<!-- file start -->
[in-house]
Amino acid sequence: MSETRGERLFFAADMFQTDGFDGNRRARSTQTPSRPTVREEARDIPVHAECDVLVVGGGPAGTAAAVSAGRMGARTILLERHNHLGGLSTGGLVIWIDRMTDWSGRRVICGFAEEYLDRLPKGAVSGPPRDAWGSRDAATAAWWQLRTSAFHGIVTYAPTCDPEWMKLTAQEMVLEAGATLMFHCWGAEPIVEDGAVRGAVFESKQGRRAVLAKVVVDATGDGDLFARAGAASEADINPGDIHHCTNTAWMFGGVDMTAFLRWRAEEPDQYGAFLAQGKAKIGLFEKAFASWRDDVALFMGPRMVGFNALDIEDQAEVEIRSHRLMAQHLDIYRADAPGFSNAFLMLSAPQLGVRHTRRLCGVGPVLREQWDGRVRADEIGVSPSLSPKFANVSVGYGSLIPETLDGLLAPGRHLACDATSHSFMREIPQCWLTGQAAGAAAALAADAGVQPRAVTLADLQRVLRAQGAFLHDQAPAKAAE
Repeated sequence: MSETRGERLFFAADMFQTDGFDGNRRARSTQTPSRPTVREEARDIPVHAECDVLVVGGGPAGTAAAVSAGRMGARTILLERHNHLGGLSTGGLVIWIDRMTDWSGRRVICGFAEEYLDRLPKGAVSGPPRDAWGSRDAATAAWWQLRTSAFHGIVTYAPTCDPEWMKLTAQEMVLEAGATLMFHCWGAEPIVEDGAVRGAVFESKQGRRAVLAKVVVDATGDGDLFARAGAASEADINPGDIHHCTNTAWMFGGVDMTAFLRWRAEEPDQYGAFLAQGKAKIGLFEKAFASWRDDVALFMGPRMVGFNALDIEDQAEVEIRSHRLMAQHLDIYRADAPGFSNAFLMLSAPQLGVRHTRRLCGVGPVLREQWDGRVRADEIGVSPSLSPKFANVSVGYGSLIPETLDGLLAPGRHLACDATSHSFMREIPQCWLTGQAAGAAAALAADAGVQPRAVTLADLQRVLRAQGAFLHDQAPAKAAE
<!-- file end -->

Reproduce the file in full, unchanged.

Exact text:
[in-house]
Amino acid sequence: MSETRGERLFFAADMFQTDGFDGNRRARSTQTPSRPTVREEARDIPVHAECDVLVVGGGPAGTAAAVSAGRMGARTILLERHNHLGGLSTGGLVIWIDRMTDWSGRRVICGFAEEYLDRLPKGAVSGPPRDAWGSRDAATAAWWQLRTSAFHGIVTYAPTCDPEWMKLTAQEMVLEAGATLMFHCWGAEPIVEDGAVRGAVFESKQGRRAVLAKVVVDATGDGDLFARAGAASEADINPGDIHHCTNTAWMFGGVDMTAFLRWRAEEPDQYGAFLAQGKAKIGLFEKAFASWRDDVALFMGPRMVGFNALDIEDQAEVEIRSHRLMAQHLDIYRADAPGFSNAFLMLSAPQLGVRHTRRLCGVGPVLREQWDGRVRADEIGVSPSLSPKFANVSVGYGSLIPETLDGLLAPGRHLACDATSHSFMREIPQCWLTGQAAGAAAALAADAGVQPRAVTLADLQRVLRAQGAFLHDQAPAKAAE
Repeated sequence: MSETRGERLFFAADMFQTDGFDGNRRARSTQTPSRPTVREEARDIPVHAECDVLVVGGGPAGTAAAVSAGRMGARTILLERHNHLGGLSTGGLVIWIDRMTDWSGRRVICGFAEEYLDRLPKGAVSGPPRDAWGSRDAATAAWWQLRTSAFHGIVTYAPTCDPEWMKLTAQEMVLEAGATLMFHCWGAEPIVEDGAVRGAVFESKQGRRAVLAKVVVDATGDGDLFARAGAASEADINPGDIHHCTNTAWMFGGVDMTAFLRWRAEEPDQYGAFLAQGKAKIGLFEKAFASWRDDVALFMGPRMVGFNALDIEDQAEVEIRSHRLMAQHLDIYRADAPGFSNAFLMLSAPQLGVRHTRRLCGVGPVLREQWDGRVRADEIGVSPSLSPKFANVSVGYGSLIPETLDGLLAPGRHLACDATSHSFMREIPQCWLTGQAAGAAAALAADAGVQPRAVTLADLQRVLRAQGAFLHDQAPAKAAE